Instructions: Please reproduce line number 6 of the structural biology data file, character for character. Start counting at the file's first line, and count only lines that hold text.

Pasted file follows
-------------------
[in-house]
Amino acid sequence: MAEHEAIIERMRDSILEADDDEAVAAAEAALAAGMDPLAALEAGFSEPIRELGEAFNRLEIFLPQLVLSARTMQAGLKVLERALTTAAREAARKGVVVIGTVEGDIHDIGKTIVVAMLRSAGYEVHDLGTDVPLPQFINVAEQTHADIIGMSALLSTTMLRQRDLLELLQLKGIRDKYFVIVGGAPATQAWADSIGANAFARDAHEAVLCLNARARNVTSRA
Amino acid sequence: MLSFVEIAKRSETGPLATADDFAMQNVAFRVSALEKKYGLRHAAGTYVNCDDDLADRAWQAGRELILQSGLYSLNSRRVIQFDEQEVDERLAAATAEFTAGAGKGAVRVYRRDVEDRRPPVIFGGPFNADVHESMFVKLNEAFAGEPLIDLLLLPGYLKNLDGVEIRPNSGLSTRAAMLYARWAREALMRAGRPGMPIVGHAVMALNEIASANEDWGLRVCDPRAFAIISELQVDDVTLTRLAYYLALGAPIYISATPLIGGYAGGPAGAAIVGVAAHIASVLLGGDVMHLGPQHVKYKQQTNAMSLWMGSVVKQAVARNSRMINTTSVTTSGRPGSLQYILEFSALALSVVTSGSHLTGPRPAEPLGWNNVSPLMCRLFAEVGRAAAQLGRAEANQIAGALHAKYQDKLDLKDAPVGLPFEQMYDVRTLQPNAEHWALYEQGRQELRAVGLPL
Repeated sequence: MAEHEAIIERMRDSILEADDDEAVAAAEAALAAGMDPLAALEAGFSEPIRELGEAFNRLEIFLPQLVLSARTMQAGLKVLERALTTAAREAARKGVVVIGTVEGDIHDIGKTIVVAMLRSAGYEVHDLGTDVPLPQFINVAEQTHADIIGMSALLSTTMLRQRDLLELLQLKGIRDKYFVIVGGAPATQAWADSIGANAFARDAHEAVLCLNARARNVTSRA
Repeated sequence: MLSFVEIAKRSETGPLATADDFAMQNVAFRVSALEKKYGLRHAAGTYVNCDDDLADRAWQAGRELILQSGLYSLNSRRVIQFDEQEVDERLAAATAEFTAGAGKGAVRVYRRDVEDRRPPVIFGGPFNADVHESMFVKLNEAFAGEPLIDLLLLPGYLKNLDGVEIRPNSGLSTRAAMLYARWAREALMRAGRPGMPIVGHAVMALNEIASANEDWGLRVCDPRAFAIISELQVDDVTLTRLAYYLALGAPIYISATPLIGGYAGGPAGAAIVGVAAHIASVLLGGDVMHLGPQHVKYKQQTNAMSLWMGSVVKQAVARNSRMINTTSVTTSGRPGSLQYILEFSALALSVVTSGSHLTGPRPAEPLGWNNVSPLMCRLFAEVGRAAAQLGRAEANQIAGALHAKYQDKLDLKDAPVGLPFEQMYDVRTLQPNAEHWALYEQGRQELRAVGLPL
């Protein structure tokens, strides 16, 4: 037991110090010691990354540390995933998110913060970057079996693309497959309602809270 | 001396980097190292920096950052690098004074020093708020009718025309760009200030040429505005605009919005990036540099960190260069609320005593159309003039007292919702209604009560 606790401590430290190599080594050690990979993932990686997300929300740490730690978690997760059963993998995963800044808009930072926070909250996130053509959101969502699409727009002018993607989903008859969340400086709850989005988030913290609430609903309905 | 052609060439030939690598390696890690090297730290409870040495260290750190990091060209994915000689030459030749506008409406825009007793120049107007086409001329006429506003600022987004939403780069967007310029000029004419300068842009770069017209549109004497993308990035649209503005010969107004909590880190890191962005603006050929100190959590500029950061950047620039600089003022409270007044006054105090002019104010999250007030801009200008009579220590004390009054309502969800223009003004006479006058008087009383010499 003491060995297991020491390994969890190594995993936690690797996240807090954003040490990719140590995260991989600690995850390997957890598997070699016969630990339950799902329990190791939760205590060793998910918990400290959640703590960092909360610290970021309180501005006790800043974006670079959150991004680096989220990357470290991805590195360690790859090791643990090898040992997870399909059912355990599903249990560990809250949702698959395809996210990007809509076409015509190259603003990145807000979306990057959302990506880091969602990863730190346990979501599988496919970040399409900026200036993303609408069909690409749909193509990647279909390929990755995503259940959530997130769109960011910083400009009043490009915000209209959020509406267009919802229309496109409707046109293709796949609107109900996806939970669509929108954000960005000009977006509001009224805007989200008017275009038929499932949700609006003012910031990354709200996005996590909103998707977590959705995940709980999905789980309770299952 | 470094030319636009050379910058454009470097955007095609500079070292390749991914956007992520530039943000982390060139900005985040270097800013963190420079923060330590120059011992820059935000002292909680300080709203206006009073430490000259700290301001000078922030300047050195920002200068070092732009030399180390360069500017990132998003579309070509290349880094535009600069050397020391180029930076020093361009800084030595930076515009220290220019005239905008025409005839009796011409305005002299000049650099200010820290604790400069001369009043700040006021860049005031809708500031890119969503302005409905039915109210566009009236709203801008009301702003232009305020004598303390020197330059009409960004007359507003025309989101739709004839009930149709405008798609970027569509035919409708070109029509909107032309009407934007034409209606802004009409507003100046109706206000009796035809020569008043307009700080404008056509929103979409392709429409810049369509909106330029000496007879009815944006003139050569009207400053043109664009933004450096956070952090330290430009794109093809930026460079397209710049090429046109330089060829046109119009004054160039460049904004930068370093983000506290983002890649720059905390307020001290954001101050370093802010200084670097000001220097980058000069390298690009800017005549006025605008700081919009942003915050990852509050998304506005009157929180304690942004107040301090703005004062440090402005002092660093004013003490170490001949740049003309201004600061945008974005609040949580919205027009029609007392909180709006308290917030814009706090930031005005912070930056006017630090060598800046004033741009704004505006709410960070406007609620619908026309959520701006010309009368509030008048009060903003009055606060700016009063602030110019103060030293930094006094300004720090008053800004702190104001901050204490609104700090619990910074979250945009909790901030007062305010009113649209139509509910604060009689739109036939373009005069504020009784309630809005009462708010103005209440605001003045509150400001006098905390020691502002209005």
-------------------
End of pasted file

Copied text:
């Protein structure tokens, strides 16, 4: 037991110090010691990354540390995933998110913060970057079996693309497959309602809270 | 001396980097190292920096950052690098004074020093708020009718025309760009200030040429505005605009919005990036540099960190260069609320005593159309003039007292919702209604009560 606790401590430290190599080594050690990979993932990686997300929300740490730690978690997760059963993998995963800044808009930072926070909250996130053509959101969502699409727009002018993607989903008859969340400086709850989005988030913290609430609903309905 | 052609060439030939690598390696890690090297730290409870040495260290750190990091060209994915000689030459030749506008409406825009007793120049107007086409001329006429506003600022987004939403780069967007310029000029004419300068842009770069017209549109004497993308990035649209503005010969107004909590880190890191962005603006050929100190959590500029950061950047620039600089003022409270007044006054105090002019104010999250007030801009200008009579220590004390009054309502969800223009003004006479006058008087009383010499 003491060995297991020491390994969890190594995993936690690797996240807090954003040490990719140590995260991989600690995850390997957890598997070699016969630990339950799902329990190791939760205590060793998910918990400290959640703590960092909360610290970021309180501005006790800043974006670079959150991004680096989220990357470290991805590195360690790859090791643990090898040992997870399909059912355990599903249990560990809250949702698959395809996210990007809509076409015509190259603003990145807000979306990057959302990506880091969602990863730190346990979501599988496919970040399409900026200036993303609408069909690409749909193509990647279909390929990755995503259940959530997130769109960011910083400009009043490009915000209209959020509406267009919802229309496109409707046109293709796949609107109900996806939970669509929108954000960005000009977006509001009224805007989200008017275009038929499932949700609006003012910031990354709200996005996590909103998707977590959705995940709980999905789980309770299952 | 470094030319636009050379910058454009470097955007095609500079070292390749991914956007992520530039943000982390060139900005985040270097800013963190420079923060330590120059011992820059935000002292909680300080709203206006009073430490000259700290301001000078922030300047050195920002200068070092732009030399180390360069500017990132998003579309070509290349880094535009600069050397020391180029930076020093361009800084030595930076515009220290220019005239905008025409005839009796011409305005002299000049650099200010820290604790400069001369009043700040006021860049005031809708500031890119969503302005409905039915109210566009009236709203801008009301702003232009305020004598303390020197330059009409960004007359507003025309989101739709004839009930149709405008798609970027569509035919409708070109029509909107032309009407934007034409209606802004009409507003100046109706206000009796035809020569008043307009700080404008056509929103979409392709429409810049369509909106330029000496007879009815944006003139050569009207400053043109664009933004450096956070952090330290430009794109093809930026460079397209710049090429046109330089060829046109119009004054160039460049904004930068370093983000506290983002890649720059905390307020001290954001101050370093802010200084670097000001220097980058000069390298690009800017005549006025605008700081919009942003915050990852509050998304506005009157929180304690942004107040301090703005004062440090402005002092660093004013003490170490001949740049003309201004600061945008974005609040949580919205027009029609007392909180709006308290917030814009706090930031005005912070930056006017630090060598800046004033741009704004505006709410960070406007609620619908026309959520701006010309009368509030008048009060903003009055606060700016009063602030110019103060030293930094006094300004720090008053800004702190104001901050204490609104700090619990910074979250945009909790901030007062305010009113649209139509509910604060009689739109036939373009005069504020009784309630809005009462708010103005209440605001003045509150400001006098905390020691502002209005």